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Testbed and Methods

After all those problems we have discussed in the previous section, it is not so easy to find the best way to benchmark SSDs. Of course, we might go the easiest way and “defragment” (i.e. level out) the SSDs by means of sequential reading and writing to all of the SSD’s addresses (as the manufacturers suggest in the reviewer’s guide). But then we would have a refined and unrealistic result. Instead, we use the following method:

  • The SSD is leveled out before the test session
  • The first test (the low-level test of read speed) is performed under ideal conditions
  • The other tests go in the exact same order as listed in this Testbed and Methods section
  • The SSDs are given some time (a couple of minutes) to “rest” between the tests

We guess this method will help compare the SSDS under identical conditions and yet produce real-life results.

The following testing utilities were used:

  • WinBench 99
  • IOMeter 2003.02.15
  • FC-Test 1.0
  • PCMark 2004
  • PCMark 2005
  • PCMark Vantage
  • Raxco Perfect Disk 8.0
  • WinRAR 3.60

Testbed configuration:

  • ASUS P5WDG2 WS Pro mainboard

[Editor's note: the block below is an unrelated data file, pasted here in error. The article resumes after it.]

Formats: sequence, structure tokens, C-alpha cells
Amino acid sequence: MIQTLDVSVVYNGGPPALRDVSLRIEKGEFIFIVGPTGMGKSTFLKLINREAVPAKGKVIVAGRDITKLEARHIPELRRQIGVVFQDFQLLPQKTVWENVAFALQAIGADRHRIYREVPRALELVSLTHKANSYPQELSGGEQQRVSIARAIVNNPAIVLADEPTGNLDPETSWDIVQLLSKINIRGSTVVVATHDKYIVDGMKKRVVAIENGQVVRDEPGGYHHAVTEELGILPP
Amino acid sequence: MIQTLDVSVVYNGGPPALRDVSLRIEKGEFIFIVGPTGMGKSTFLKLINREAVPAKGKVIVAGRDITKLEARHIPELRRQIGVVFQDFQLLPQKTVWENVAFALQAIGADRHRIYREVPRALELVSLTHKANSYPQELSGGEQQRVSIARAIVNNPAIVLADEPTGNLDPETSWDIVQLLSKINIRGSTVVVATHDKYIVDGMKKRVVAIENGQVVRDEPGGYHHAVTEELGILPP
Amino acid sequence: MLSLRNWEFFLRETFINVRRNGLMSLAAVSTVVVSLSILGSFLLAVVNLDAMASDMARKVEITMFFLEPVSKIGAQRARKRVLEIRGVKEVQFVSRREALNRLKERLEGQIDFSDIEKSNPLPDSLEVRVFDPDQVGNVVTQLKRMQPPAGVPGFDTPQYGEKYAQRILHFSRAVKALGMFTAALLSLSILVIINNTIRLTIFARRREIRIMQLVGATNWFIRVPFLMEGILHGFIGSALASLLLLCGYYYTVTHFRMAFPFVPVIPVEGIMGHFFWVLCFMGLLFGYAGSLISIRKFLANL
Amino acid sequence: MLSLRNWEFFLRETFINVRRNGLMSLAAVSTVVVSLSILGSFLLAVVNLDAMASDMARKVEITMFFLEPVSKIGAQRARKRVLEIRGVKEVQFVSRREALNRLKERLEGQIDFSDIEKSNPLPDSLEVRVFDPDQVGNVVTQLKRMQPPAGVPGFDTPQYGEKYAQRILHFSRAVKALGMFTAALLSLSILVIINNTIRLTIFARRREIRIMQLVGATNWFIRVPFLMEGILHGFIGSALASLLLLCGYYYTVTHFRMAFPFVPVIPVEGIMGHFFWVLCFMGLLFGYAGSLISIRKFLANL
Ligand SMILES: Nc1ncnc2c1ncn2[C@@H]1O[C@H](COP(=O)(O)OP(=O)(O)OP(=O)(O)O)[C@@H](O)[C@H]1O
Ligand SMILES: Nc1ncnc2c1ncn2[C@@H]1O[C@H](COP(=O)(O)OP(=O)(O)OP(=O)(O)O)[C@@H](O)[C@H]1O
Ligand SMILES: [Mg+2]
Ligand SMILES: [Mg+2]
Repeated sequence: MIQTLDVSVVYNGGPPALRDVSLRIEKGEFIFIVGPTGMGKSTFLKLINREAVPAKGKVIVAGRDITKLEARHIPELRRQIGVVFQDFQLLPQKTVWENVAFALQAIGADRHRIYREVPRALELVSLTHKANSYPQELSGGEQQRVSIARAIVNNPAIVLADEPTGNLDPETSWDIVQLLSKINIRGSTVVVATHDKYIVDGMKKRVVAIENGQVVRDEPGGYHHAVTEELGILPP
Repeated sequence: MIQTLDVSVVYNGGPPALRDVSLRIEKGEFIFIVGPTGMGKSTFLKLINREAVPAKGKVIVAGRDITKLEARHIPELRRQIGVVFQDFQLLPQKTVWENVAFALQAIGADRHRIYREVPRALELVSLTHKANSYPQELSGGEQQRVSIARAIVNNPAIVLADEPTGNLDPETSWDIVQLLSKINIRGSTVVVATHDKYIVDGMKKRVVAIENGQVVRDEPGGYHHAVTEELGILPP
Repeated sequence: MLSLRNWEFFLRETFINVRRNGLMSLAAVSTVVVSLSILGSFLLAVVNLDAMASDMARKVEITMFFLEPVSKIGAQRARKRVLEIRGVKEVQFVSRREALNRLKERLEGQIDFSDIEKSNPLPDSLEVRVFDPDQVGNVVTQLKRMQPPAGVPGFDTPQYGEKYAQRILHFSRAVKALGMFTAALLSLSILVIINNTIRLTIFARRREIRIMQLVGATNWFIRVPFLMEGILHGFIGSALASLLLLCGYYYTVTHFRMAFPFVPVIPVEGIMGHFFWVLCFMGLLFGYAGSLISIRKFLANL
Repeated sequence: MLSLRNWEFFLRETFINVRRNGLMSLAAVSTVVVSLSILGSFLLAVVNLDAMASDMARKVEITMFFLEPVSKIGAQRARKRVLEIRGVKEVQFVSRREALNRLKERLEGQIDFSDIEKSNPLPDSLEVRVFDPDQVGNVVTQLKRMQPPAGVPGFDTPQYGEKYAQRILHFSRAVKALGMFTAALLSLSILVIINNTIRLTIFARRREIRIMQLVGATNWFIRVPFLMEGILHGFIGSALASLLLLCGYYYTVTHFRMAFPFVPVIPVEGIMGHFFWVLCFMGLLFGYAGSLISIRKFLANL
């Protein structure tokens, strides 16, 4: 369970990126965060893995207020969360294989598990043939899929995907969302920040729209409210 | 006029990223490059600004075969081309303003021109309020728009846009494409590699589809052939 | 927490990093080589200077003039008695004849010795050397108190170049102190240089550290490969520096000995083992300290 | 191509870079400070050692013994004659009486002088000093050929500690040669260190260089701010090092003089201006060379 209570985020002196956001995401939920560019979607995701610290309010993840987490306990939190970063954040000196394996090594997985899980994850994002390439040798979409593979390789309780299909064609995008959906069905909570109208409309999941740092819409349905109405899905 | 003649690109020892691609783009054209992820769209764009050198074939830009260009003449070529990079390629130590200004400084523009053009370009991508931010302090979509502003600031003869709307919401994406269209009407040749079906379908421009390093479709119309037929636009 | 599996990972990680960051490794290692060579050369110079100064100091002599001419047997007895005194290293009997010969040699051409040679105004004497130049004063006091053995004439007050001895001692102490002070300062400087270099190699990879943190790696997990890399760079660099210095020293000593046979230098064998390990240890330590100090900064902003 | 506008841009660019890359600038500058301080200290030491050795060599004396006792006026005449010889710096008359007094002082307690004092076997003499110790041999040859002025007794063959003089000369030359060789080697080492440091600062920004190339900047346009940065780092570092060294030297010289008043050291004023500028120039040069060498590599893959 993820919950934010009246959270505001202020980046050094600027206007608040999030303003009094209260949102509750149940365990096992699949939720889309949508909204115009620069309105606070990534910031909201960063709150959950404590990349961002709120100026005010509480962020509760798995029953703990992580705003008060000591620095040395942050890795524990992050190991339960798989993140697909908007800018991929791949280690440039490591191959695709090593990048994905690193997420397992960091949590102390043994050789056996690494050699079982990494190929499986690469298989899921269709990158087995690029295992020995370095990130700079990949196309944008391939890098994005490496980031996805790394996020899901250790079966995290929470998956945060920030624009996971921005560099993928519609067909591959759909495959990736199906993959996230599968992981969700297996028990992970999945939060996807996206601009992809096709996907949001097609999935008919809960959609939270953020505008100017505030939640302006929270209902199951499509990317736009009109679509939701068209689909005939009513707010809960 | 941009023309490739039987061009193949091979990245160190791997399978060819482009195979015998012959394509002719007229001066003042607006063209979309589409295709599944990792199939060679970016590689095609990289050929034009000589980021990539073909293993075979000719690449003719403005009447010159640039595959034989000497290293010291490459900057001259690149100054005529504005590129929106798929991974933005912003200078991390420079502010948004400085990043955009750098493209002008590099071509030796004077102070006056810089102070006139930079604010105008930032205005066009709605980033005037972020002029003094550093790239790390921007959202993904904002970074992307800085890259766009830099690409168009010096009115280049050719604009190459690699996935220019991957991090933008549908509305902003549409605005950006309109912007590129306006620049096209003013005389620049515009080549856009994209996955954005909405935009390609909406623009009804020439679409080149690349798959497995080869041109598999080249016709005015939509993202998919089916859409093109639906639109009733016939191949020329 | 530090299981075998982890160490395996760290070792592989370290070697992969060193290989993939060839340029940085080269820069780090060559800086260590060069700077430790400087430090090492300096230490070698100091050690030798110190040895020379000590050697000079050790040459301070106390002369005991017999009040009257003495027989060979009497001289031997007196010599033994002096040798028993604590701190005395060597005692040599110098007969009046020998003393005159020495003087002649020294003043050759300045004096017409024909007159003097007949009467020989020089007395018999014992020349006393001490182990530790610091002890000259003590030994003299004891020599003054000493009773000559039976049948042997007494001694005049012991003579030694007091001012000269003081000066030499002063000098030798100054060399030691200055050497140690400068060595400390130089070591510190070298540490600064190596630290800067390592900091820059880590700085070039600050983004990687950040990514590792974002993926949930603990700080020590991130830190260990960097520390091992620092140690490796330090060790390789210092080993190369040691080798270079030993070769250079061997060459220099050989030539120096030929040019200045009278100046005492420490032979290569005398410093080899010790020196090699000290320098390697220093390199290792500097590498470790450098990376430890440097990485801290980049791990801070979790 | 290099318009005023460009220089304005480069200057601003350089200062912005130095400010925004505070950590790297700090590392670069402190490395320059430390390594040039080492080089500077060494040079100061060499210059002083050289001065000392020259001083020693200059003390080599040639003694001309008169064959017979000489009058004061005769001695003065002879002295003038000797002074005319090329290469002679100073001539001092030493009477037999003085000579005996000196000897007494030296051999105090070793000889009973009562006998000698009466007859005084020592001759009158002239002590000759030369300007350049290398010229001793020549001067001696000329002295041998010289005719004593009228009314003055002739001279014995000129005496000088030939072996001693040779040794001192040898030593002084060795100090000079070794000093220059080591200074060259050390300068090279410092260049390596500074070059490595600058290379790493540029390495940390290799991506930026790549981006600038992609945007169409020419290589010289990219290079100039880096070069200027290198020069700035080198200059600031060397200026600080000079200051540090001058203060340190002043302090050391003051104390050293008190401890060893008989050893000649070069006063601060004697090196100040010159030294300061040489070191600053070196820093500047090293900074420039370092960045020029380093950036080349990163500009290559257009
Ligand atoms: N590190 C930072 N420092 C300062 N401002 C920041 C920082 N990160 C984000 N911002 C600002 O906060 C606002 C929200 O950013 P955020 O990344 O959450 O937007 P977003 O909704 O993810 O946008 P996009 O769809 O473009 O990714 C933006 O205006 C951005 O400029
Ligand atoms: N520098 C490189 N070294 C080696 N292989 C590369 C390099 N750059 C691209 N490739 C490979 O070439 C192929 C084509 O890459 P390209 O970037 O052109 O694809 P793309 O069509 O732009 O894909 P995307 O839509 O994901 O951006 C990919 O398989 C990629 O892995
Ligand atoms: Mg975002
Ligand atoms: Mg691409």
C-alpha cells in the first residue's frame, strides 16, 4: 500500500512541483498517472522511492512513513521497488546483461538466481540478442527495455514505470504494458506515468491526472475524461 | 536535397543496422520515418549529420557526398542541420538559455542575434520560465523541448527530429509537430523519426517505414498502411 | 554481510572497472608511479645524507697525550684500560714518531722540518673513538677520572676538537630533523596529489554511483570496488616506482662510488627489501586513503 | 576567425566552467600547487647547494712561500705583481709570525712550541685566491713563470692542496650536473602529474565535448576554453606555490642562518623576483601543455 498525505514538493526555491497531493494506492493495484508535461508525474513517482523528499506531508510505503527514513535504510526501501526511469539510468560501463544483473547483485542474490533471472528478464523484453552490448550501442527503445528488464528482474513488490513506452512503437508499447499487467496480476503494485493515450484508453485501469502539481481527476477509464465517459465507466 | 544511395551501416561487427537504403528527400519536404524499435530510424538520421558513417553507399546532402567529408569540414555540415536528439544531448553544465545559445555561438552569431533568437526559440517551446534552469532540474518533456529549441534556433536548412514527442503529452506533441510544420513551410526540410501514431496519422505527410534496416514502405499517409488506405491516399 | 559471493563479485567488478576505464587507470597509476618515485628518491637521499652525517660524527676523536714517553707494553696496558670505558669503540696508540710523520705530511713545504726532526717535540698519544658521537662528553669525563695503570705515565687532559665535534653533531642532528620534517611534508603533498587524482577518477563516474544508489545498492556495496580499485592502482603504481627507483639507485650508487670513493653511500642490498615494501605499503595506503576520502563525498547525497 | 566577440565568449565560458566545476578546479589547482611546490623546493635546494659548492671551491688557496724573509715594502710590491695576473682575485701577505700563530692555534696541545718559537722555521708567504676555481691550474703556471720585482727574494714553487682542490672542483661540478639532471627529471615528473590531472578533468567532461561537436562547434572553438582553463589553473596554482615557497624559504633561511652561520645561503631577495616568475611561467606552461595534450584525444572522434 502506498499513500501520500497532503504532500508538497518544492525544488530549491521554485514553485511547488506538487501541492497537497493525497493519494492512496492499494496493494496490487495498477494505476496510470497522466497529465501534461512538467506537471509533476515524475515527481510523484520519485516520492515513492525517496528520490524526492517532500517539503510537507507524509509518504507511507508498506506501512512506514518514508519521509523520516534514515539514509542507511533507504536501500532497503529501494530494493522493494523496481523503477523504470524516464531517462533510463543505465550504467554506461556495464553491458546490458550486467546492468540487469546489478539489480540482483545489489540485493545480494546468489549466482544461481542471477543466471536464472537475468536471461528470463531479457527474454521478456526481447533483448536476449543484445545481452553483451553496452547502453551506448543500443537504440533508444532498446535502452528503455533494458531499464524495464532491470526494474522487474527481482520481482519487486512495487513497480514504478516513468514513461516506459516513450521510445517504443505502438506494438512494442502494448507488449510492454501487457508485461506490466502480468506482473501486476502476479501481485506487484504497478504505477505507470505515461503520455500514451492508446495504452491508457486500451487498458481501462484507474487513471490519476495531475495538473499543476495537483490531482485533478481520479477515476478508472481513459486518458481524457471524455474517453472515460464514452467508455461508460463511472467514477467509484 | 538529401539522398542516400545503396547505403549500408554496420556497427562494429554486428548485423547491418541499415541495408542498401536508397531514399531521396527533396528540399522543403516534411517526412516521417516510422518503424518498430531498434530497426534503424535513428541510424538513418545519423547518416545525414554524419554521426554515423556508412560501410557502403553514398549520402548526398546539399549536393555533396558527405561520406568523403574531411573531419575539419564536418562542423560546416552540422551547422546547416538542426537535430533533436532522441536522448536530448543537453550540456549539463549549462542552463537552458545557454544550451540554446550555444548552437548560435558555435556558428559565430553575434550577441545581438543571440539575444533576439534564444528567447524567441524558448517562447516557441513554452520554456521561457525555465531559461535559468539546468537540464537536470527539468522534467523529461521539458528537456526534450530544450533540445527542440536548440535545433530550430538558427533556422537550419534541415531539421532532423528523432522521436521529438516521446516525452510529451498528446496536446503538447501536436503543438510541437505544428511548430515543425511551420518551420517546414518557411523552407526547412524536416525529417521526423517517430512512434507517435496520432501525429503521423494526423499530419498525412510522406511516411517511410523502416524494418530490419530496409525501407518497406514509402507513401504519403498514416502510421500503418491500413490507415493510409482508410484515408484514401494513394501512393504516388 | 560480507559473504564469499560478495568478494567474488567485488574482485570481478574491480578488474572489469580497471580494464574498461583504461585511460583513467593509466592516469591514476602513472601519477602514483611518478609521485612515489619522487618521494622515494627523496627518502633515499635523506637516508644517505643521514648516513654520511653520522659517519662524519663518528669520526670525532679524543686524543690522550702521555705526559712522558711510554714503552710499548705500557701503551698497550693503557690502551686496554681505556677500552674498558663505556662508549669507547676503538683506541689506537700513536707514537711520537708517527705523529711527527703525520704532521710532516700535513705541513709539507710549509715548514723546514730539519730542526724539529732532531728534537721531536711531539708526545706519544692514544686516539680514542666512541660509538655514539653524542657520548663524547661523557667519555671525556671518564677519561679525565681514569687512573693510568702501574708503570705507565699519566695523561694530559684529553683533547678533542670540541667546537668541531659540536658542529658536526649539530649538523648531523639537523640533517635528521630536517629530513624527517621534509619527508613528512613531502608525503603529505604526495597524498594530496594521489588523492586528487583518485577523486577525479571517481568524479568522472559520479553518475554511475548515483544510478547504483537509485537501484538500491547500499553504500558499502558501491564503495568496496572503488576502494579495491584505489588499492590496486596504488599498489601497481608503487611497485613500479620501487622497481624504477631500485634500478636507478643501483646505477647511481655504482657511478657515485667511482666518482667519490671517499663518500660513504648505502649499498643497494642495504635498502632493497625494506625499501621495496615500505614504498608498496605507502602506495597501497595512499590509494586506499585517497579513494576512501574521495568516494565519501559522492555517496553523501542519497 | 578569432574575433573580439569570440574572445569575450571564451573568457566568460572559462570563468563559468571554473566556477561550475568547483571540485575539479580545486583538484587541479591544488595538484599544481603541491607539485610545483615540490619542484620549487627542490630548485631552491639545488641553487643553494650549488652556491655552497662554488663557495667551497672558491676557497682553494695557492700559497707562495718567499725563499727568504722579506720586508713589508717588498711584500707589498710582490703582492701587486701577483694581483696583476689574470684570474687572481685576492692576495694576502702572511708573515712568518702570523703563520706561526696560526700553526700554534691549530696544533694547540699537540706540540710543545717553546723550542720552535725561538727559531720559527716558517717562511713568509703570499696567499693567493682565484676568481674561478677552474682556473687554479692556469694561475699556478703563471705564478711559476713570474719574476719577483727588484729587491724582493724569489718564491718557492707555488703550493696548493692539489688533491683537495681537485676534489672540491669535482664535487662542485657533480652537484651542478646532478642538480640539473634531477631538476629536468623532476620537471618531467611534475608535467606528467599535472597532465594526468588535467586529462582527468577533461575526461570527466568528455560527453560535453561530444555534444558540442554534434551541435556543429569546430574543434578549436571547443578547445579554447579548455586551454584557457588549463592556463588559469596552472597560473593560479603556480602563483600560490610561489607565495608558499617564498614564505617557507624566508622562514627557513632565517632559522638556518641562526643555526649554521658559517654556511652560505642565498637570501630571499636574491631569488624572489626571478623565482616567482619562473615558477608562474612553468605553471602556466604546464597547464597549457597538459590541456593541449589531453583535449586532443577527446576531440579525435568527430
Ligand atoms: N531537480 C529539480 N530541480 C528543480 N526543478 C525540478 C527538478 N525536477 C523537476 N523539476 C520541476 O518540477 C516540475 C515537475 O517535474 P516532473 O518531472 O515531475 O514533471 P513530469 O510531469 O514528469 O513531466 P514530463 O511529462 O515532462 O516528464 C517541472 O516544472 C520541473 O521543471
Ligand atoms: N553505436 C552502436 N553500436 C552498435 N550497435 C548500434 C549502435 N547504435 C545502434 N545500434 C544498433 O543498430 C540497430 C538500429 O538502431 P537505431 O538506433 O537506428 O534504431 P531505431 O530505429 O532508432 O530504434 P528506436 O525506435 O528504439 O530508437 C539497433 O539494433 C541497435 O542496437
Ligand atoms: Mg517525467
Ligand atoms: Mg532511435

• Intel Core 2 Duo E2160 processor
  • IBM DTLA-307015 system disk, 15GB
  • Radeon X600 graphics card
  • 1GB DDR2-800 SDRAM
  • Microsoft Windows XP Professional SP2 (and Windows Vista for PCMark Vantage)

We installed the generic OS drivers for the drives and formatted them in FAT32 and NTFS as one partition with the default cluster size. For some tests 32GB partitions were created on the drives and formatted in FAT32 and NTFS with the default cluster size, too. In every test the drives were connected to the mainboard’s ICH7 controller.

We will compare only the four SSDs in IOMeter’s tests but will throw in a 1TB Western Digital Caviar Black for the sake of comparison in tests like FC-Test, PCMark and defragmentation which are more important for ordinary users. This HDD seems to us the best of desktop 7200rpm HDDs as it came out the winner of our comparative test session. We do not show you its IOMeter performance because it wouldn’t look good at all in comparison with the SSDs.

 
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